Anyone who has never been to an arraignment may be unsure of what they are and how the procedure works. When someone is arrested, they will be required to appear in front of a federal or state judge. Arraignments are court proceedings where criminal defendants are legally advised about their charges. They are defined as a presentation of charges or initial appearances.
In most cases, arraignments take place within a reasonable time following an arrest. Otherwise, there is the possibility of the case being dismissed due to the delay; the Sixth Amendment guarantees the right to a speedy trial. If the suspect is in jail, the arraignment should be held within 48 hours of the arrest. When the suspect is not in jail, the arraignment often happens a few weeks afterwards.
The first step towards an arraignment is when the defendant receives a written accusation from the prosecutor’s office. The defendant must respond to the charges verbally, and most reply not guilty. The judge will then set a schedule for courtroom proceedings, such as pretrial conferences, hearings, and the actual trial. Bail may be set or the defendant might be released on their own recognizance.
During the arraignment, defendants may also be advised of their constitutional rights, such as the right to counsel. They are also required to enter a plea of guilty or innocent. The court may wish to know if the defendant plans to hire a lawyer, may decide to set bail and its amount, and establish the conditions for release. The latter can include a ban on having contact with a plaintiff or travel restrictions. Other topics for consideration include the defendant’s release date and a schedule for further proceedings, like preliminary hearings.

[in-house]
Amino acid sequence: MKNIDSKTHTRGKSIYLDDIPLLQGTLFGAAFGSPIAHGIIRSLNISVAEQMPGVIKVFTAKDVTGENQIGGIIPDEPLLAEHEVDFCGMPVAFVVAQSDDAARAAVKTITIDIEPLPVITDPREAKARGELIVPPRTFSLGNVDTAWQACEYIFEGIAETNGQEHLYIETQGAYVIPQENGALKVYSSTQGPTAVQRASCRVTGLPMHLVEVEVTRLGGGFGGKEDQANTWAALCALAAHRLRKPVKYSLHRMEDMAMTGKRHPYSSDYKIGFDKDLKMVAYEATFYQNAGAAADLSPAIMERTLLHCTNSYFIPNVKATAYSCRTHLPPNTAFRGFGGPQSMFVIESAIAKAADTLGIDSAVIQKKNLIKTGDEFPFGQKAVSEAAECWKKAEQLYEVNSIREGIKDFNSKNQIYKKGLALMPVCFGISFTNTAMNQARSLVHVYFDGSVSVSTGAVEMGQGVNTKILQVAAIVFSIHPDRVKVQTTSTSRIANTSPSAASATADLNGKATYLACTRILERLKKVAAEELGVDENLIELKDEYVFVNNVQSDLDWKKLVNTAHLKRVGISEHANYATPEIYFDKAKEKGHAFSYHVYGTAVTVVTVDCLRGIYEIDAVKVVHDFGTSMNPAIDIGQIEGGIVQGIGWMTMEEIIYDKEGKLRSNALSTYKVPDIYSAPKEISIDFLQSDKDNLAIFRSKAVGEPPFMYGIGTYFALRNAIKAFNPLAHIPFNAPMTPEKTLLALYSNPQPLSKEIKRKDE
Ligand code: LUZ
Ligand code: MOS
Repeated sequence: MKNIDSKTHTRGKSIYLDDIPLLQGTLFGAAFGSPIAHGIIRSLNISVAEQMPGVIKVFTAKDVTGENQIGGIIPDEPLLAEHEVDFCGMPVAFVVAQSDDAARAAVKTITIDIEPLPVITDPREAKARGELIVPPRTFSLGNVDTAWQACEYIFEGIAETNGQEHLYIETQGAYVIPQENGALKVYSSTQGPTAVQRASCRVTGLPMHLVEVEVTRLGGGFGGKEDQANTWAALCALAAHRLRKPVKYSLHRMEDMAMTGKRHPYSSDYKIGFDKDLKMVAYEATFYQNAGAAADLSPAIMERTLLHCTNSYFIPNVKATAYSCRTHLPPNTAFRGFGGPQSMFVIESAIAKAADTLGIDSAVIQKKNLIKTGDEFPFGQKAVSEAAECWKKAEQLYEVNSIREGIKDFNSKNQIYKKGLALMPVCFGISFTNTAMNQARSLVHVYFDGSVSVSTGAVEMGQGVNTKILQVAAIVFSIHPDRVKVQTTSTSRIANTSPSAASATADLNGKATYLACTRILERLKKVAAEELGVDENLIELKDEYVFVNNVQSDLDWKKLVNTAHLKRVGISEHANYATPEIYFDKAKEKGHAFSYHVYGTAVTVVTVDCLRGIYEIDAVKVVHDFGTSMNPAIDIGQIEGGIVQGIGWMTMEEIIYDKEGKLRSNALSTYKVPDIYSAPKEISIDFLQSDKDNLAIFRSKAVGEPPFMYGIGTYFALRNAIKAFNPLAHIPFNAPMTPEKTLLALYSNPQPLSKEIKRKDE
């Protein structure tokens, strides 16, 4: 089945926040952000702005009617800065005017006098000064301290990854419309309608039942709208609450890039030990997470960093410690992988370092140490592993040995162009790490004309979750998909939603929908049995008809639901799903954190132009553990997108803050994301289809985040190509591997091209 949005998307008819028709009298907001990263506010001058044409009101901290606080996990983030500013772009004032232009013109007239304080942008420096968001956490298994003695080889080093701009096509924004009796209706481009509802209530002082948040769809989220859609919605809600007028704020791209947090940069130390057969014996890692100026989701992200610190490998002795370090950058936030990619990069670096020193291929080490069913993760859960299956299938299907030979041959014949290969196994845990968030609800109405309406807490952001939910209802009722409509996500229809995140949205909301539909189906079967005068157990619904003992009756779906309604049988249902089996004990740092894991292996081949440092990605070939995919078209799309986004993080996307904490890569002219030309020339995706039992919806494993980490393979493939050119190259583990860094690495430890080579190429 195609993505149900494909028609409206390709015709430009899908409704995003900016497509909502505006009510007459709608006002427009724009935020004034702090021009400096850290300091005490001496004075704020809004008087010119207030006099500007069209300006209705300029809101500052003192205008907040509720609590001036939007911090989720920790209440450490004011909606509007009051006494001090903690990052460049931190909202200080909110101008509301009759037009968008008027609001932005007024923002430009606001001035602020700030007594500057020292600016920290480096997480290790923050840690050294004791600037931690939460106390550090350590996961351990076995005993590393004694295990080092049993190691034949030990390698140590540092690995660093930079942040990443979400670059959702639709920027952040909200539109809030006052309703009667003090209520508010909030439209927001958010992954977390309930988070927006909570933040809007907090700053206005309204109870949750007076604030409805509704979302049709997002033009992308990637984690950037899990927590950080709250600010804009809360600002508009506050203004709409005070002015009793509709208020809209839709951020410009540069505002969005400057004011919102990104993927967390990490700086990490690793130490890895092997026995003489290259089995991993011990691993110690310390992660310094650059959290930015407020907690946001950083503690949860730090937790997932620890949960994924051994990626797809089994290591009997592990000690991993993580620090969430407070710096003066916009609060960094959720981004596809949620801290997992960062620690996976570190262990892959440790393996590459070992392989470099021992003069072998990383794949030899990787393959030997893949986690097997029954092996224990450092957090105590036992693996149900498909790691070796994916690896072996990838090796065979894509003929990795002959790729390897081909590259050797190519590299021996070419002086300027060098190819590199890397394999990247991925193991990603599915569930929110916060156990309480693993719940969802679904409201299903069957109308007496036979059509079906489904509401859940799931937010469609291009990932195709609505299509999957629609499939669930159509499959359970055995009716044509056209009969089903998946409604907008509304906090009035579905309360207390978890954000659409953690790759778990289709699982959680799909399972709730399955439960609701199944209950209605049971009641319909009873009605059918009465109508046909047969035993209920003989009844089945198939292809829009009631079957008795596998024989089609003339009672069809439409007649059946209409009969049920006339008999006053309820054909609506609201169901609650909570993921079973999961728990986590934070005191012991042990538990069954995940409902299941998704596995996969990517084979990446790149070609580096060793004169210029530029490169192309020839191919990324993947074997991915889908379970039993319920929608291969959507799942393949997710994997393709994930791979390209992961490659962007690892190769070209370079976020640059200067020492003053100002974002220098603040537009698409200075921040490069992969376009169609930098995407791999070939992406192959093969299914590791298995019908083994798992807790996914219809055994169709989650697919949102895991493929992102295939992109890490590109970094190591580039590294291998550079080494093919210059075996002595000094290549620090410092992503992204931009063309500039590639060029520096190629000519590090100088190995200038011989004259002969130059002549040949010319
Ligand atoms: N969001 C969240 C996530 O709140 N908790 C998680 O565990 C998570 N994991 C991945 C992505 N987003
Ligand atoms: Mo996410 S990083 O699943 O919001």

If the charges against a defendant change appear emerge after the initial court appearance, a subsequent arraignment may take place. This can happen if new information is discovered at a preliminary hearing. In states that combine probable cause determinations with arraignments, defendants may be released if the court does not find probable cause that the defendant committed the crime.
How Lawyers Can Help
Hiring a criminal defense attorney before the arraignment provides certain advantages and can even derail cases. A main advantage is being able to expose a case’s weaknesses before events are in motion. Oftentimes, the courts have heavy caseloads, so weaker cases manage to fall through.
In the best scenario, a pre-arraignment meeting between the prosecutor and attorney could take place and the case could get dismissed. This option usually only exists for defendants who have arranged for private counsel before the arraignment. Defendants who choose court-appointed counsel may not even get someone appointed until the actual arraignment time. An experienced criminal attorney will also be familiar with any applicable state and federal laws that may apply to the arraignment.
Cherry Hill Criminal Lawyers at Aita Law, LLC Advocate for the Accused and Help with Arraignments
If you must attend an arraignment, it is essential to hire a knowledgeable lawyer that will help you with your court appearance. Our experienced Cherry Hill criminal lawyers at Aita Law, LLC will help you through the legal process of arraignments. In some cases, private counsel before arraignments are possible. Contact us online or call us at 856-287-7800 for a free consultation. Located in Haddonfield, New Jersey, we serve clients in Camden County, Cherry Hill, and throughout South Jersey.